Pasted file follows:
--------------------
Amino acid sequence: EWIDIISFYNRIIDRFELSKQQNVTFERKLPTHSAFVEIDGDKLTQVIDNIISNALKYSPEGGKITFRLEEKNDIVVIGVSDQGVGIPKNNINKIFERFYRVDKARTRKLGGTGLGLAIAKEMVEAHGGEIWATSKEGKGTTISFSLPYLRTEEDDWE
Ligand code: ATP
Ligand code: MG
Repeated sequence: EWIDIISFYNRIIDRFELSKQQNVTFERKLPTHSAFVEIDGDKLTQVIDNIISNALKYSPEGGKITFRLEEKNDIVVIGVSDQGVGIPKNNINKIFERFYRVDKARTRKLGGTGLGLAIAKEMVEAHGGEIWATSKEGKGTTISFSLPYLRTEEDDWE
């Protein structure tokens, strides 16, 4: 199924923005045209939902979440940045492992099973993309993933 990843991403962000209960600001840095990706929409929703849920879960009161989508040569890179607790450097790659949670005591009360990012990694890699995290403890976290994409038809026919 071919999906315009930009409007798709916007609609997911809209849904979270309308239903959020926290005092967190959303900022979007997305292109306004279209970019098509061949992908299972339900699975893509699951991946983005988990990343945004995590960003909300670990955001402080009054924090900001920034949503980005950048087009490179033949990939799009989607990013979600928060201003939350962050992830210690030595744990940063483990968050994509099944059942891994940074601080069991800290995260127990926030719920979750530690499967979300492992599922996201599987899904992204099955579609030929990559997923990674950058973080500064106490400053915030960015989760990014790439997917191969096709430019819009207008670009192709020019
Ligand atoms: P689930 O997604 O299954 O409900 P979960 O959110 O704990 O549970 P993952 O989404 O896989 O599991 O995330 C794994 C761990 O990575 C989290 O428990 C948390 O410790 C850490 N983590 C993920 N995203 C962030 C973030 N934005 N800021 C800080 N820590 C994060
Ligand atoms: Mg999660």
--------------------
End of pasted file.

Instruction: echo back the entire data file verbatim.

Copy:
Amino acid sequence: EWIDIISFYNRIIDRFELSKQQNVTFERKLPTHSAFVEIDGDKLTQVIDNIISNALKYSPEGGKITFRLEEKNDIVVIGVSDQGVGIPKNNINKIFERFYRVDKARTRKLGGTGLGLAIAKEMVEAHGGEIWATSKEGKGTTISFSLPYLRTEEDDWE
Ligand code: ATP
Ligand code: MG
Repeated sequence: EWIDIISFYNRIIDRFELSKQQNVTFERKLPTHSAFVEIDGDKLTQVIDNIISNALKYSPEGGKITFRLEEKNDIVVIGVSDQGVGIPKNNINKIFERFYRVDKARTRKLGGTGLGLAIAKEMVEAHGGEIWATSKEGKGTTISFSLPYLRTEEDDWE
């Protein structure tokens, strides 16, 4: 199924923005045209939902979440940045492992099973993309993933 990843991403962000209960600001840095990706929409929703849920879960009161989508040569890179607790450097790659949670005591009360990012990694890699995290403890976290994409038809026919 071919999906315009930009409007798709916007609609997911809209849904979270309308239903959020926290005092967190959303900022979007997305292109306004279209970019098509061949992908299972339900699975893509699951991946983005988990990343945004995590960003909300670990955001402080009054924090900001920034949503980005950048087009490179033949990939799009989607990013979600928060201003939350962050992830210690030595744990940063483990968050994509099944059942891994940074601080069991800290995260127990926030719920979750530690499967979300492992599922996201599987899904992204099955579609030929990559997923990674950058973080500064106490400053915030960015989760990014790439997917191969096709430019819009207008670009192709020019
Ligand atoms: P689930 O997604 O299954 O409900 P979960 O959110 O704990 O549970 P993952 O989404 O896989 O599991 O995330 C794994 C761990 O990575 C989290 O428990 C948390 O410790 C850490 N983590 C993920 N995203 C962030 C973030 N934005 N800021 C800080 N820590 C994060
Ligand atoms: Mg999660």